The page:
How Do Microscopes Work?

Microscopes are optical instruments that allow people to study objects in a magnified state. Some microscopes have the ability to enlarge objects so much that they allow the observer to see things that the human eye can’t; they are used to study cells, bacteria and even molecules.

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Before the invention of the microscope, people didn’t know that there were things that were smaller than what the eye could see; they thought that the human eye was capable of seeing everything. Back then, no one knew about things like atoms, molecules and microorganisms. That changed when Robert Hooke used two lenses to design the first microscope.

Most common microscopes use a combination of lenses to magnify objects; some really high-tech microscopes use electrons, gas or lasers to see things on the molecular level. Companies like Scienscope have produced microscopes that have had many applications throughout history; they allowed us to discover the bacteria that makes us sick, and they let us thoroughly study the environment around us.


What Are Microscopes Composed Of?


Eyepiece – This piece is what you look through when you are examining something.

Arm – A microscope’s arm is what attaches the eyepiece to its base. Usually the arm is made of a sturdy metal; if you’re going to be carrying a microscope, make sure to always grab it by its arm.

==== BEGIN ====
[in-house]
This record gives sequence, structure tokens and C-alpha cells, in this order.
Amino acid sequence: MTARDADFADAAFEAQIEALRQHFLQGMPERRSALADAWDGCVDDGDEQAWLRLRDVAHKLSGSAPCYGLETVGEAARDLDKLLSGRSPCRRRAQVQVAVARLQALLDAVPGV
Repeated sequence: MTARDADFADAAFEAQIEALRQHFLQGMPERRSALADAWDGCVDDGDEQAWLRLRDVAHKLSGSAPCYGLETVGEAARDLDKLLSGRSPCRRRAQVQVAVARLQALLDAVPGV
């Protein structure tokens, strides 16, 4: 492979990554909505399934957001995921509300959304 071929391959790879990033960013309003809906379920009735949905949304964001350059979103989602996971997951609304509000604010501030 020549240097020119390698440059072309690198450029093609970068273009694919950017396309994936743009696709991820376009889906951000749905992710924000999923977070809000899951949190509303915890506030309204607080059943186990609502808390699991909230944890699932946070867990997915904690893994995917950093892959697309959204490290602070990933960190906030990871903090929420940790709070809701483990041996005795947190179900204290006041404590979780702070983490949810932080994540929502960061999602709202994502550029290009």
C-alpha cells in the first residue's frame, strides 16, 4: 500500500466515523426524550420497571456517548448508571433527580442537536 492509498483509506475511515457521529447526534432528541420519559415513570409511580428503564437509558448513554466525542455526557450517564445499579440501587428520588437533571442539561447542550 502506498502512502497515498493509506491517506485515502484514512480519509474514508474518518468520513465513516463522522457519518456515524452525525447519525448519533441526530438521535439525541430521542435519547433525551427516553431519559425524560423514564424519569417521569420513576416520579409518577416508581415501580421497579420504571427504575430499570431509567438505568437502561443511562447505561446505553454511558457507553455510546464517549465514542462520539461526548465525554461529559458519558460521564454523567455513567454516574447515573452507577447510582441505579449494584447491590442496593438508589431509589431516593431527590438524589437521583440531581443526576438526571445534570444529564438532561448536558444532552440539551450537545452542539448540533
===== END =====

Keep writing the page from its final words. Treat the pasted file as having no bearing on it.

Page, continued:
Precise Adjustment Knob – If your microscope has two knobs, this knob is the smaller one. The knob is used to make little adjustments to the microscope’s focus. It is used after the specimen is almost perfectly focused with the other adjustment knob.

Coarse Knob – This knob is the big one; it’s used first when focusing on a specimen. With this knob, you can get the focus pretty clear; try to get as close as possible when using this knob. After you focus, you can use the fine adjustment knob to make your image appear clearer.

Lenses – All microscopes have at least two or three lenses; they are used to magnify the specimen you are looking at. When you are observing a specimen, start with the lowest power; never start directly with the highest power lens. If you do, you can crush your specimen with the lens when you hit it.

Iris Diaphragm – The iris diaphragm allows you to adjust the light that hits your specimen. This takes a little finagling; adjust it until you can clearly see the specimen.


Microscopes are amazing tools that have contributed to many scientific discoveries. Without them, we still wouldn’t know about the things in this world that are smaller than we can fathom. Medicine, science and the world as we know it wouldn’t be the same without microscopes.

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